Celebrate First Thursday at the Nunnery Gallery with Traces of the Future, which showcases new work from Evgenia Arbugaeva and Mariele Neudecker, with original objects and materials collected during historical-anthropological research at Amani Hill Research Station, Tanzania. The exhibition tour, led by the Gallery Co-Director and beginning at 7.30pm, will help audiences delve into the history, hopes and dreams that lie behind this original exhibition, guided by the intriguing images and objects on display.

The Amani – meaning peace in Kiswahili – Hill Research Station lies deep in a Tanzanian rainforest, suspended as a capsule of dreams high on a mountain range. We invite audiences to explore this intriguing and beautiful place, through Russian photographer Evgenia Arbugaeva’s 12 celebrated photographs – as featured in December 2016’s National Geographic – together with 11 new photo works and three new films from renowned multi-media artist Mariele Neudecker, all made on a residency in Amani.

The exhibition follows the anthropological and historical research project ‘Memorials and remains of medical science in Africa’, funded by the Economic and Social Research Council (ESRC), that through artist residencies and re-enactment explored new and exciting cross-overs between anthropology and art. One of the biggest of its kind in Africa, the Amani station was built in the late nineteenth-century and has hosted researchers from all over the world across its originally colonial history. Held in an intriguing state of both use and preservation, some of the site exists exactly as it was in the 1970s; the objects of which reveal the stories and aspirations behind the people and the science that was pioneered here. A selection of objects will surround the artwork, from original specimens – bottled snakes, butterflies and flies – to maps and experimental equipment, inviting you to explore and meditate on these objects that draw lines into our own past, our understanding of the present world, and its future.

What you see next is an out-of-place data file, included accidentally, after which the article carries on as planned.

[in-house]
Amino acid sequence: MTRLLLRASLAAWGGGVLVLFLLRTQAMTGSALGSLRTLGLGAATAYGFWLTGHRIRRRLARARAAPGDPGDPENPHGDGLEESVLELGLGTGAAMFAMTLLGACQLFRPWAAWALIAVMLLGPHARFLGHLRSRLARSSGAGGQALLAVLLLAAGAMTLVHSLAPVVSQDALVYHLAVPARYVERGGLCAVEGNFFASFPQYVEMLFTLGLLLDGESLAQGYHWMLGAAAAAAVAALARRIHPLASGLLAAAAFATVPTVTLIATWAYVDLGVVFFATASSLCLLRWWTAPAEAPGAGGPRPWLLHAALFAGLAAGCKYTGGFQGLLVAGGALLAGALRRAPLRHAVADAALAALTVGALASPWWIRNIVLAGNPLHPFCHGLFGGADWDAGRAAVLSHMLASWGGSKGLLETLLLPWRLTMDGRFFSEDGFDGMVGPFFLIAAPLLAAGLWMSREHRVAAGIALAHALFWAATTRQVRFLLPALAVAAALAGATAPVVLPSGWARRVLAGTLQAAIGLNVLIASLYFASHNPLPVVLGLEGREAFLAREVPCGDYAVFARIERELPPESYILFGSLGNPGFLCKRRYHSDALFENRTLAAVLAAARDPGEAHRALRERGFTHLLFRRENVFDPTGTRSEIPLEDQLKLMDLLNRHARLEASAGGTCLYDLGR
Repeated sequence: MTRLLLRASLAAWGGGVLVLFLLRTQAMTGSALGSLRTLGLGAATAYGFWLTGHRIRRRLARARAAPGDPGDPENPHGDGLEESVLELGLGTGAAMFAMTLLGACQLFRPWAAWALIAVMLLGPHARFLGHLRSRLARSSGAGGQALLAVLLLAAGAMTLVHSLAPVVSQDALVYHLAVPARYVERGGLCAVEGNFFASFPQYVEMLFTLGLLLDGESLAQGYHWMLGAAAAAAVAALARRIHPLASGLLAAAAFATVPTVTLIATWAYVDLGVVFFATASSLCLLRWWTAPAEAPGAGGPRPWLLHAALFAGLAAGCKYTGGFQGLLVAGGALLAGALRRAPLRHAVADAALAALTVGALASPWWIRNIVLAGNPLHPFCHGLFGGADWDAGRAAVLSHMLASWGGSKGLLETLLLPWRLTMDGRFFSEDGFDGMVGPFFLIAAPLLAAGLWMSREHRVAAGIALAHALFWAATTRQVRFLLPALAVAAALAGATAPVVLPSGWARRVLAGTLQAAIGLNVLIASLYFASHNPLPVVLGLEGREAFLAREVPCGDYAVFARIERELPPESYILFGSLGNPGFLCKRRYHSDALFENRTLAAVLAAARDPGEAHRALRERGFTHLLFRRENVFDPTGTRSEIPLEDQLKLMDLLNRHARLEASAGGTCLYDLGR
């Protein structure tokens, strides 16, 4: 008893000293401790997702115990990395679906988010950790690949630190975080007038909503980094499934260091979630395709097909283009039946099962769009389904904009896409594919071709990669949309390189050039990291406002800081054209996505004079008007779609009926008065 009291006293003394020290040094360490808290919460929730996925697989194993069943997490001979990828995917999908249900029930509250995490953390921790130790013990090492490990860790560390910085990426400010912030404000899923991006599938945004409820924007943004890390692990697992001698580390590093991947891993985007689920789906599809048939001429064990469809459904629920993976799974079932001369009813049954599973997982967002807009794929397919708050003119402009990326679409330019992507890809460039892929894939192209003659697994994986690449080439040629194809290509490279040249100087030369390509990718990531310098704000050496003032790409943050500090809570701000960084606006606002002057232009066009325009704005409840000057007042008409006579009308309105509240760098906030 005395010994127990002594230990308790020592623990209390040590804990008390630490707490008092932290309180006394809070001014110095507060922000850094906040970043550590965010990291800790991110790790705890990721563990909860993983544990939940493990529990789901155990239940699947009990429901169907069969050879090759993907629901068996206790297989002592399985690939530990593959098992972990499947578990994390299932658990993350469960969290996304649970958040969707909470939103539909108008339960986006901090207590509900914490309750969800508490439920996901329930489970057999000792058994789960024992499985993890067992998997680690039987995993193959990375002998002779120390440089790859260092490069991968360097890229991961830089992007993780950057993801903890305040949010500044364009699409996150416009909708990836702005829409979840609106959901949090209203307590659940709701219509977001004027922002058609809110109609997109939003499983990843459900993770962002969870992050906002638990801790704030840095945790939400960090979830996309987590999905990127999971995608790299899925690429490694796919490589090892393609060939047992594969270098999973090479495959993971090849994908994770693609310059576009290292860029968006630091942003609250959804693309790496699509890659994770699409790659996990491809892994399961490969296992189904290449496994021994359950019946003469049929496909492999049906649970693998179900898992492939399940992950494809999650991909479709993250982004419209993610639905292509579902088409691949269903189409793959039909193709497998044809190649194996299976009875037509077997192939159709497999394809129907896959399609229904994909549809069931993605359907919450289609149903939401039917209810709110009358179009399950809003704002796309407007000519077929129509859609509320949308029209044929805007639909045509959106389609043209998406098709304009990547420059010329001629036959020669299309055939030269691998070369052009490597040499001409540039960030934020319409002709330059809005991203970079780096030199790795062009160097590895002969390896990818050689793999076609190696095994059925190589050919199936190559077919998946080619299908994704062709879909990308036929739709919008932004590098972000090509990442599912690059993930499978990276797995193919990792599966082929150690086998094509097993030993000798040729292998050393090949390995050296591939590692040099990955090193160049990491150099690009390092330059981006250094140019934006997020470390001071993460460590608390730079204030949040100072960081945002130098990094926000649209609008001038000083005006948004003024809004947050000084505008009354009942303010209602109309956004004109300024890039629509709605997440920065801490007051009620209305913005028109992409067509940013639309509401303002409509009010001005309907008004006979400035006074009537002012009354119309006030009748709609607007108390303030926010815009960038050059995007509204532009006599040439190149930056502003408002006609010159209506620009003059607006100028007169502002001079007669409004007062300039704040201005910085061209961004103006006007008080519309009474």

Curated by Greer Crawley with support from Buckinghamshire New University and with special thanks to Prof. Wenzel Paul Geissler (University of Oslo), National Institute for Medical Research, Amani Medical Research Centre and the Booth Museum of Natural History.

Website

http://www.bowarts.org/nunnery/first-thursday-late-opening-2

Events details are listed below. You may need to scroll down or click on headers to see them all. For events that don't have a specific date see the 'Resources' tab above.
picture by Evgenia Arbugaeva

Art and Anthropology: from Archive to future

  • 9 March 2017 7-9pm

"When we evoke the archive, what are we conjuring by way of inclusion and exclusion? What, for instance, is the difference between an archive and a collection or between an archive and a hoard or between an archivist and a collector and a hoarder?"